A sliding guide is generally a linear guide in which the various guide elements are not separated by rolling elements . A distinction must be made between hydrodynamic, hydrostatic, aerostatic and magnetic sliding guides. These sliding guides have very different properties in terms of load capacity, friction, costs, damping and accuracy.
The sliding guides include:
- Linear plain bearings (see also: plain bearings )
- Dovetail guides (according to the shape of the dovetail connection )
- Rail guides with sliding coating , also Gleitschienenführungen called
Dovetail guide on a machine tool
While the precisely ground sliding guide of a caliper can be re- lubricated by hand with a drop of oil from time to time, most sliding guides in mechanical engineering require more complex lubrication.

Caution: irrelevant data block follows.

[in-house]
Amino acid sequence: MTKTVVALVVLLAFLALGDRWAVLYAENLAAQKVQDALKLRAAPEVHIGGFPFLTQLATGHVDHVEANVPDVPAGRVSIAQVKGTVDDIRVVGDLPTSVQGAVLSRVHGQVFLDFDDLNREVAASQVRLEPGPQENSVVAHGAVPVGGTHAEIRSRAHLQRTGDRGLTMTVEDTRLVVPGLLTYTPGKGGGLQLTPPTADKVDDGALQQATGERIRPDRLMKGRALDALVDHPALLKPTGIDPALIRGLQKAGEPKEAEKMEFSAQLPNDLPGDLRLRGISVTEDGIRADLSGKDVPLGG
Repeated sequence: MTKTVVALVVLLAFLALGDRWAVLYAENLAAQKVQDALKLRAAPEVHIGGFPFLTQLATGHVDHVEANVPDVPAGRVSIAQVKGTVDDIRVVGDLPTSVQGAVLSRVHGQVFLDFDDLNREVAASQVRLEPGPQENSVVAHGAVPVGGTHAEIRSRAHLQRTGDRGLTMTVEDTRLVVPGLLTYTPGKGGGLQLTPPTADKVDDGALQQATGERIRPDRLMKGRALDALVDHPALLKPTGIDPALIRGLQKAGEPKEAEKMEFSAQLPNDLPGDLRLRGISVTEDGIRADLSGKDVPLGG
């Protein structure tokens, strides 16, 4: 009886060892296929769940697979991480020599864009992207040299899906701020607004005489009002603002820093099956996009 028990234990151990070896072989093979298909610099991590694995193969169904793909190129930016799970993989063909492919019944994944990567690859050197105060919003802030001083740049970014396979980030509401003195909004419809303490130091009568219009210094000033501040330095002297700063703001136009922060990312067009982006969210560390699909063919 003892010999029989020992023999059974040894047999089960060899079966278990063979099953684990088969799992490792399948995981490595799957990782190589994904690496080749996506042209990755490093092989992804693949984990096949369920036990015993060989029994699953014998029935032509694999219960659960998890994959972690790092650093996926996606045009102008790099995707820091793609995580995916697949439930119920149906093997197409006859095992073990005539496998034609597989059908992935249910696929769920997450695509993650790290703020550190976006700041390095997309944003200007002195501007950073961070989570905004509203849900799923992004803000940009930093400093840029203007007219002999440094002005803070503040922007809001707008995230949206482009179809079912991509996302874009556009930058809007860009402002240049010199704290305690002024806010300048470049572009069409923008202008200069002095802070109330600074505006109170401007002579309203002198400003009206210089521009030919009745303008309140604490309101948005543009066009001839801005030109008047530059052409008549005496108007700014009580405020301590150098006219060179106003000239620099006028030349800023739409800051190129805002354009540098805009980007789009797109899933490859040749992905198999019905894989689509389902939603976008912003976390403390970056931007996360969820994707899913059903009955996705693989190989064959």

Therefore, sliding guides to reduce friction can be performed, for example, with special plastic sliding linings in which u in the pores of the plastic. U. a special lubricant can be stored, which is then gradually released to the guide system during the movement .
The hydrostatic and aerostatic sliding guide ( central lubrication ) is a special design . Pumps press oil or air with a constant volume flow between the guide and the slide, which means that the distance remains the same everywhere even under load.
With hydrodynamically lubricated guides, however, the lubricating film can tear off and mixed friction can occur, which can result in stick-slip .